On 6 March 2013 13:26, Rafael Schloming <r...@alum.mit.edu> wrote:
> On Wed, Mar 6, 2013 at 1:44 AM, Rob Godfrey <rob.j.godf...@gmail.com> wrote:
>
>> On 5 March 2013 21:10, Rafael Schloming <r...@alum.mit.edu> wrote:
>> > On Tue, Mar 5, 2013 at 11:24 AM, Ted Ross <tr...@redhat.com> wrote:
>>
>> [.. snip ..]
>>
>> >
>> > It isn't really possible to have "put" cause messages to be eventually
>> sent
>> > without a background thread, something we don't currently have.
>>
>> I think it's this that is what makes me find the API slightly odd.
>> That put is an asynchronous operation is fine, but the fact that the
>> only way to get work to occur is for a synchronous operation to be
>> called seems a little screwy.
>>
>> If I understand correctly, right now an application programmer cannot
>> actually write an "asynchronous publisher", every so often they would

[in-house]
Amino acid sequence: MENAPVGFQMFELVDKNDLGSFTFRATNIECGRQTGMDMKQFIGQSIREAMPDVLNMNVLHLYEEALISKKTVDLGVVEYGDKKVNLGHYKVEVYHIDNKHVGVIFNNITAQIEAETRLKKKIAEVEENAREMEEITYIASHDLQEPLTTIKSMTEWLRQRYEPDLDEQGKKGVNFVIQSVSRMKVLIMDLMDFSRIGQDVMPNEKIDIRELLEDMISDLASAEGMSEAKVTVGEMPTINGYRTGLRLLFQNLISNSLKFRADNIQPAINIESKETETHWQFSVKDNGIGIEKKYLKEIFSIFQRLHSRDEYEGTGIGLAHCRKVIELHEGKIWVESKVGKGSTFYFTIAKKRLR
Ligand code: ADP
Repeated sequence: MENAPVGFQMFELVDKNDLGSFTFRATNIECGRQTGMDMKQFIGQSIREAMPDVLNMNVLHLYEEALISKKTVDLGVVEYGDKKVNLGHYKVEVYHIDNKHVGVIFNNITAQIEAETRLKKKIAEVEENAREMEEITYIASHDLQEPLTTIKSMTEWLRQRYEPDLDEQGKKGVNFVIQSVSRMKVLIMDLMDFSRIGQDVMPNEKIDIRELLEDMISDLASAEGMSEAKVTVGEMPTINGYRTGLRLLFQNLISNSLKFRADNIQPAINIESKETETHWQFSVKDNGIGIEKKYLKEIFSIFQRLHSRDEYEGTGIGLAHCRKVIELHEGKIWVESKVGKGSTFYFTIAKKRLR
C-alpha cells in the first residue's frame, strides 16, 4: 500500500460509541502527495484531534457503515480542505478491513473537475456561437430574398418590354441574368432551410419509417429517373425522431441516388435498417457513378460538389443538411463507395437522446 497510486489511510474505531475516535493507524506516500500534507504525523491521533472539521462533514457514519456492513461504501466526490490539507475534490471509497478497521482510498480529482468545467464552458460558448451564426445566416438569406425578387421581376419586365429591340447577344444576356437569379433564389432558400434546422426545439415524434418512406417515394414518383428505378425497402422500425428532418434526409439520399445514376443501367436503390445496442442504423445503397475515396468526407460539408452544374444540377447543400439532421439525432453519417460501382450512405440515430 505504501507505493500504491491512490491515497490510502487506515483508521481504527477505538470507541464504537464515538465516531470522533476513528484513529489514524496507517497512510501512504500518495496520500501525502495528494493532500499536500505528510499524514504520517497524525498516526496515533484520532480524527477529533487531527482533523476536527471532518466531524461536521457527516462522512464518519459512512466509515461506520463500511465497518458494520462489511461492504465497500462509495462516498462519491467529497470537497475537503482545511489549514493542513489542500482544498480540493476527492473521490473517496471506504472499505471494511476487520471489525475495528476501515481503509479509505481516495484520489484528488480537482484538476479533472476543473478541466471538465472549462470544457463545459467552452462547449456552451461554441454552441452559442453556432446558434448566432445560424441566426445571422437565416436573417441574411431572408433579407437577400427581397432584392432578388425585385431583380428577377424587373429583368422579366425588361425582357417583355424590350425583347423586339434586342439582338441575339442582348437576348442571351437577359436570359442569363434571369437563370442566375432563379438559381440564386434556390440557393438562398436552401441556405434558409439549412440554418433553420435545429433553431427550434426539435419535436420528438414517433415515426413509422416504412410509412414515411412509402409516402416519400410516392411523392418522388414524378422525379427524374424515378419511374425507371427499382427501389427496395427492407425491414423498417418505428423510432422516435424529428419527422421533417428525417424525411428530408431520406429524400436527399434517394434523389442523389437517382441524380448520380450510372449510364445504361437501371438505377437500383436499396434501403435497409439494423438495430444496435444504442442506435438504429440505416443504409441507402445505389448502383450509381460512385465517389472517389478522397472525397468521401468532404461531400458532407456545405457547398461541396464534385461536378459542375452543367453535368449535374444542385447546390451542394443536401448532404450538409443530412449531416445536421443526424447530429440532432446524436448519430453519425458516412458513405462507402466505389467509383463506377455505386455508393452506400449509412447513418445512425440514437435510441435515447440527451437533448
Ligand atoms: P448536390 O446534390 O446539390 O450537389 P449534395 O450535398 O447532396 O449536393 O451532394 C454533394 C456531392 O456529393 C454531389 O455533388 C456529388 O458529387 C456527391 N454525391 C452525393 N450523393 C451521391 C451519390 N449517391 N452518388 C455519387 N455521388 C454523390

>> have to call some form of synchronous operation.
>>
>> At the very least it would seem to suggest there might be call for a
>> "do some work but don't block" function in the API.  This could either
>> take an aggressive strategy of flushing everything that it can to the
>> wire, or it could attempt to optimize into larger transmission units.
>
>
> This is exactly what happens when you set the timeout to zero and call send
> (or recv). Are you saying you want some other way of doing the same thing
> or you want a background thread?

Surely though setting timeout to 0 and calling send results in
something that looks like an error ("this timed out").  On a Java
implementation I would expect this to throw an exception. That's not
really the semantic I'm expecting.  The semantic is "do some work if
you can without blocking".

-- Rob
>
> --Rafael

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